A north-east nurse who failed to report an alleged rape has been has been sanctioned after failing to lock up drugs at a care home.
Patricia Connolly, from Peterhead, faced her second Nursing and Midwifery Council (NMC) hearing in Edinburgh last week, where she was charged with misconduct.
At the start of the hearing she admitted that while working at the Sunnybank Care Home in Cruden Bay in 2015 she asked a care assistant to change an elderly resident’s bandages and did not make sure dressings were put on properly.
She also admitted that, while working as a registered nurse at Kingsmead Care Home in Aberdeen between November 2016 and January 2017, she left a medication room and trolley unlocked.
This meant diabetes medication, sedatives, diuretics and blood pressure medication were not stored safely.
A verbal warning was issued at the time but she later lost her job.
A hearing over her fitness to practice, which included evidence from some of her former colleagues, took place in Edinburgh last week.
During it, she admitted asking care assistants to administer drugs and not responding “promptly” when a resident’s catheter had bypassed.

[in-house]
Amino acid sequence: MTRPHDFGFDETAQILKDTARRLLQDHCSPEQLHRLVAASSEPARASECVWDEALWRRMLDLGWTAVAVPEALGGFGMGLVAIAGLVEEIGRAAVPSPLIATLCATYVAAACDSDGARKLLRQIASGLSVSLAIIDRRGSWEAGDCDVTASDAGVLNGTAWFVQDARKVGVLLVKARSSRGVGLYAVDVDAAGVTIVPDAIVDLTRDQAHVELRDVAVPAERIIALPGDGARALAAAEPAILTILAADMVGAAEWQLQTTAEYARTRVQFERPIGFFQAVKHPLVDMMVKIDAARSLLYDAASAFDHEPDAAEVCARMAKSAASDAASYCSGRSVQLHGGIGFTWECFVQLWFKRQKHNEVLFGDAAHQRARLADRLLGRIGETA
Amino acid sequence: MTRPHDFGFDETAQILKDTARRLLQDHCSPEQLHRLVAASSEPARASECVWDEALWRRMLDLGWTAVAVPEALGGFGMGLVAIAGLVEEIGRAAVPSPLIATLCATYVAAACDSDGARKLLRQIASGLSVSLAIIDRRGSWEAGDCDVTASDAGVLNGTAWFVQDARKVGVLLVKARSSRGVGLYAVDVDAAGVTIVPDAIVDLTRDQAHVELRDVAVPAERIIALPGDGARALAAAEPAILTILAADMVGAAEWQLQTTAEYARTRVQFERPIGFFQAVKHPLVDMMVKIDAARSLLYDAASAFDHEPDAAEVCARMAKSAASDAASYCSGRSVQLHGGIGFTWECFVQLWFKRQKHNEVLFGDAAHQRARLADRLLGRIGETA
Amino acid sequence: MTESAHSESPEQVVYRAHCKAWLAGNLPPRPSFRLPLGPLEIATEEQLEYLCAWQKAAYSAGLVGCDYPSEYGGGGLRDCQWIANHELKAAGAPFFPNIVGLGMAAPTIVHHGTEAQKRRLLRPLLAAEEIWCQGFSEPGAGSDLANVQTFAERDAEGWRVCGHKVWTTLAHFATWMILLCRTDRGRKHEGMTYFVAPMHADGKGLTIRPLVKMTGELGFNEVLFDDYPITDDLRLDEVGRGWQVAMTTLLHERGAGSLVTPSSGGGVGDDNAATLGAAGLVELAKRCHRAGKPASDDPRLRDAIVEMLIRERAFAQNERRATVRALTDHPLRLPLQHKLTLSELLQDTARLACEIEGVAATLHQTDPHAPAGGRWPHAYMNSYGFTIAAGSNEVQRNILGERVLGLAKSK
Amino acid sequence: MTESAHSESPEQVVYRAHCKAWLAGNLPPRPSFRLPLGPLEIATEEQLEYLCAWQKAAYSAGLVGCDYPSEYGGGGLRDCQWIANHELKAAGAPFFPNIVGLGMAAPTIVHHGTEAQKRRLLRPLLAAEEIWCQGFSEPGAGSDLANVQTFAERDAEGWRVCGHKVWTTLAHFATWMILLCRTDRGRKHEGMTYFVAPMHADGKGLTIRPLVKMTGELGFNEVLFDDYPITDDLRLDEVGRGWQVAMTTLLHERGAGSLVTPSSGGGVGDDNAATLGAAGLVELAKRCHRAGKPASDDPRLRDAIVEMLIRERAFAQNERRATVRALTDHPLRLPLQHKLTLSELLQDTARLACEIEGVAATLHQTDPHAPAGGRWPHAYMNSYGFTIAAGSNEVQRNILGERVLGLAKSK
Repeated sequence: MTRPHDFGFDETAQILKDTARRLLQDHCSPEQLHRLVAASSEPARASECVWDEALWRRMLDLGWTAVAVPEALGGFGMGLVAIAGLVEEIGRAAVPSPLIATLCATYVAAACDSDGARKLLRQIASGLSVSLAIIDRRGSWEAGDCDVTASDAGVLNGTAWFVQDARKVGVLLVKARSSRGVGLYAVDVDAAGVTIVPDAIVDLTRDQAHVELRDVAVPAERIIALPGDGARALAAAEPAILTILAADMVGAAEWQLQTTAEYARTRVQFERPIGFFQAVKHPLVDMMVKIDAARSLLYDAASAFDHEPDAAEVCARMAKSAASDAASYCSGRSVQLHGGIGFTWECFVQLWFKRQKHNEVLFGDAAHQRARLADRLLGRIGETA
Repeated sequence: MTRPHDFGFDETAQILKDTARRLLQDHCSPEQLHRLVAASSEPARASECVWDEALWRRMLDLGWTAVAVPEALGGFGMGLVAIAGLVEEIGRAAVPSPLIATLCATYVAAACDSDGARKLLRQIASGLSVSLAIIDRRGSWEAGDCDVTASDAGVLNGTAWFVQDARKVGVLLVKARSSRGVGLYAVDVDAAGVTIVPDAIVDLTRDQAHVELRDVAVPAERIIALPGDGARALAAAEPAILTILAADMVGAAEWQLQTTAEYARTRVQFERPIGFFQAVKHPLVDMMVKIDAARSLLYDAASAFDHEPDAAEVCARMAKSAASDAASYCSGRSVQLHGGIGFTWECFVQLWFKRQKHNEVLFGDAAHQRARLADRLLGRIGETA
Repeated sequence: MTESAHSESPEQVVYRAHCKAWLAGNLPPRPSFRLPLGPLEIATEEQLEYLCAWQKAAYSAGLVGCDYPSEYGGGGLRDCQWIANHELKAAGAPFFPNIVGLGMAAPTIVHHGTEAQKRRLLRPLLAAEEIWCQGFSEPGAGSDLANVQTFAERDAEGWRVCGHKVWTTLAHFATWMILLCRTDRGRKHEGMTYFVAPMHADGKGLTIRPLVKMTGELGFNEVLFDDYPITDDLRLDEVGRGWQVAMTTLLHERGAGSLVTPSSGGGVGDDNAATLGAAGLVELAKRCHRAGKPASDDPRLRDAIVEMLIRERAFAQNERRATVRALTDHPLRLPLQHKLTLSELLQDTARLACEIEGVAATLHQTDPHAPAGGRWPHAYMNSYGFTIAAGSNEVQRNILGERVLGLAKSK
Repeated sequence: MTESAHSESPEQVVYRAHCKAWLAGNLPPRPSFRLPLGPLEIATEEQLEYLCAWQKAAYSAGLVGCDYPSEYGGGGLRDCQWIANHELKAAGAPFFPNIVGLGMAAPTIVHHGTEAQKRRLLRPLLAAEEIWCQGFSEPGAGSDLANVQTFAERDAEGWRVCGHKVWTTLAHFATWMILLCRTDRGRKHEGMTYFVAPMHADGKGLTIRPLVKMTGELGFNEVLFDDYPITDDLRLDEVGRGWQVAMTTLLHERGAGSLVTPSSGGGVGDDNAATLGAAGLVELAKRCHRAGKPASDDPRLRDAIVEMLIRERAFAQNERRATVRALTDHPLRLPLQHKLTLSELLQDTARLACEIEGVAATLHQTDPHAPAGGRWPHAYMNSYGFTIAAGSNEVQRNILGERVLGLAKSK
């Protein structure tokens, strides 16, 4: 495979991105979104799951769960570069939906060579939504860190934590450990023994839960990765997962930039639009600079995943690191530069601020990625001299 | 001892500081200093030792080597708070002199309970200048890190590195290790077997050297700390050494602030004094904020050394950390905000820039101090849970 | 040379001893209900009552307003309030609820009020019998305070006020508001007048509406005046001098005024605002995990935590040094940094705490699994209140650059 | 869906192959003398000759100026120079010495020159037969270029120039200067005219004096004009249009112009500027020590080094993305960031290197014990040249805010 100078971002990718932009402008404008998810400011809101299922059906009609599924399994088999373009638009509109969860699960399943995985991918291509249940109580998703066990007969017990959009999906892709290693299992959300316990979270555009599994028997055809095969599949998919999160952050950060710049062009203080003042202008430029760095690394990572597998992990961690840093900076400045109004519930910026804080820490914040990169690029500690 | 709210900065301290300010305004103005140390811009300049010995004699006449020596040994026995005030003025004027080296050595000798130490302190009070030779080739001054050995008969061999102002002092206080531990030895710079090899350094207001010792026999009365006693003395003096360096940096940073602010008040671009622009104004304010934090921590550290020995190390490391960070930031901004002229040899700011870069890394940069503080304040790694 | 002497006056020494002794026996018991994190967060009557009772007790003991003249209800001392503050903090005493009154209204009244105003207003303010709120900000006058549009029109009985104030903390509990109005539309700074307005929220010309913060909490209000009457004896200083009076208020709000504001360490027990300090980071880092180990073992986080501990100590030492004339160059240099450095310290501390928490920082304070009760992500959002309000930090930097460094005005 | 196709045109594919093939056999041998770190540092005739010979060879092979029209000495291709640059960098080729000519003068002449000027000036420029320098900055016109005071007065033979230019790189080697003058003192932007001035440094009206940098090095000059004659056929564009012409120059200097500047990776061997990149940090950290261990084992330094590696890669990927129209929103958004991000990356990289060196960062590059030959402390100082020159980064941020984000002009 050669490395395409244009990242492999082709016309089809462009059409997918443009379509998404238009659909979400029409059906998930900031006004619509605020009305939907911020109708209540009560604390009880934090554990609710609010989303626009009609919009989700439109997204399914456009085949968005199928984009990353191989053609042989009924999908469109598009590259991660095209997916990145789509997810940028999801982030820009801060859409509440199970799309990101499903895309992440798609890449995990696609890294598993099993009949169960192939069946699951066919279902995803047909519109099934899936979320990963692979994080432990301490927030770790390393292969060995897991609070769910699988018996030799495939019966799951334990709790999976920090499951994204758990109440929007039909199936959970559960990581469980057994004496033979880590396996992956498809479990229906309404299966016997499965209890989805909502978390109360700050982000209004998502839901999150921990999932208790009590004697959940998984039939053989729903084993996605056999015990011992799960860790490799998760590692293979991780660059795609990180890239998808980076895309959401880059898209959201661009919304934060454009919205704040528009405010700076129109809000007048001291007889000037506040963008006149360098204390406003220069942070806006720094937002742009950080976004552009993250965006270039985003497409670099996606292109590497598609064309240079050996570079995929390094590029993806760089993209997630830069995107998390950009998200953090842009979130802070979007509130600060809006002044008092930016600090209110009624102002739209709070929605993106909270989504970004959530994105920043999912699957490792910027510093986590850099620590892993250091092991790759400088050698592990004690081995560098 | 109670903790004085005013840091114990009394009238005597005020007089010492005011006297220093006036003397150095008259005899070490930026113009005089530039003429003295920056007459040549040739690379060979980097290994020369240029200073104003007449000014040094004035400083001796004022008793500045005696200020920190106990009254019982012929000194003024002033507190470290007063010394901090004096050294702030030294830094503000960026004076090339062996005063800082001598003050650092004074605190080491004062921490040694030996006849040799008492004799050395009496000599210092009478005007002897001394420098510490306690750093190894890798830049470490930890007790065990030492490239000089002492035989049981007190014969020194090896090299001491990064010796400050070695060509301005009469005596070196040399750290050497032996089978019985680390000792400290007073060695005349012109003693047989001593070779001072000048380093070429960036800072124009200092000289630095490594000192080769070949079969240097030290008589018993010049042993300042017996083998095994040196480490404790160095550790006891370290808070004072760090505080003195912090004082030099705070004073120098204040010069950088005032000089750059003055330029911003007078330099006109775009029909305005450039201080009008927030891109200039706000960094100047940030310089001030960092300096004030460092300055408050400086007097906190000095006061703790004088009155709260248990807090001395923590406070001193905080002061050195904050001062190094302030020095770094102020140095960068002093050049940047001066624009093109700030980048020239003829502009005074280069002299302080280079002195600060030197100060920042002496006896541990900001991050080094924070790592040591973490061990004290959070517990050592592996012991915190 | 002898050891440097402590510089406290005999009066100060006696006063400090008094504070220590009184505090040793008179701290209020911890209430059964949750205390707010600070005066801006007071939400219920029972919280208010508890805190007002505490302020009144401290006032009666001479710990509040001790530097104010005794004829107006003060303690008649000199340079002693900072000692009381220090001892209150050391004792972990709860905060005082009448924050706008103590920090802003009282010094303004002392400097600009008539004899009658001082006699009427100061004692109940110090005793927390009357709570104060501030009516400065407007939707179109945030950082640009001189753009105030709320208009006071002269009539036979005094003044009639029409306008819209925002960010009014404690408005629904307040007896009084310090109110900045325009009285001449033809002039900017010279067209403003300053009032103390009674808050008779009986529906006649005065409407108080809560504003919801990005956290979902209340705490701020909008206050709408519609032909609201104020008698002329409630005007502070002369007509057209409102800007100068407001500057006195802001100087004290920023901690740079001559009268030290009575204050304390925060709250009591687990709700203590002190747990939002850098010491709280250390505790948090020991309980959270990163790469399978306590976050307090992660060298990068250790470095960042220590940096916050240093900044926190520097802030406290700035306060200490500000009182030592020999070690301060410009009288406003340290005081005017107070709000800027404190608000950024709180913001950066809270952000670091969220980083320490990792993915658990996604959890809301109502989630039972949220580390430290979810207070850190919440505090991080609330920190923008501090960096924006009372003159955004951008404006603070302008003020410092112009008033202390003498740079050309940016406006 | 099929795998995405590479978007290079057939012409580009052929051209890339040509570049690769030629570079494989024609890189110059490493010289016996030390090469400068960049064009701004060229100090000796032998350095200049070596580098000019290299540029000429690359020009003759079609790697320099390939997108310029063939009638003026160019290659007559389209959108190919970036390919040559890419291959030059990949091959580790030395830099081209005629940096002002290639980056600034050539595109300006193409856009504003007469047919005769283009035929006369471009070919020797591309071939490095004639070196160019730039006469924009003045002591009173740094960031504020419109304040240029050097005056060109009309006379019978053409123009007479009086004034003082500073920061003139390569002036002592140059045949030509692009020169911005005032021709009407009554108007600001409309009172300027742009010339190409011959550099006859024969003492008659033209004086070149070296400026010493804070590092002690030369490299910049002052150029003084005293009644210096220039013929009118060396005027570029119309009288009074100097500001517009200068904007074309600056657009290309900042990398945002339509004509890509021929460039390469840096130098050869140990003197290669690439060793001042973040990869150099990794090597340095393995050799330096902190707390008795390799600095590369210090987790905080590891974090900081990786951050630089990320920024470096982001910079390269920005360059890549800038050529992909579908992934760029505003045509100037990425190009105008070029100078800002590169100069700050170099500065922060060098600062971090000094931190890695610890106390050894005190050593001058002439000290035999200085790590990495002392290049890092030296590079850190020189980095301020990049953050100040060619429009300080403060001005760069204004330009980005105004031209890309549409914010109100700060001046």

The NMC panel found her guilty of misconduct and ruled that her ability to work as a nurse was impaired.
In its report, it said: “The panel determined that, in this case, a finding of impairment on public interest grounds was required as your misconduct is such that a member of the public, or the profession, would be concerned about you being permitted to practise without restriction.
“Having regard to all of the above, the panel was satisfied that your fitness to practise is currently impaired.”
As a result, Ms Connolly will be required to work directly with a senior nurse and write a personal development plan over the next 18 months.
She had faced another charge of failing to attend to a patients wounds or dressings at the hearing.
The allegation was found not proven by the NMC.
Ms Connolly, a mum-of-five, was previously accused of failing to report the rape of a patient while she was employed at a north-east care home.
She was found guilty of misconduct and cautioned for two years in 2016 after not reporting the issue to management.
At the time, Ms Connolly – who graduated from the Robert Gordon University in 2008 – described her life as a “living hell” and said she was being made a “scapegoat” by management.
She vowed never to work in another care home.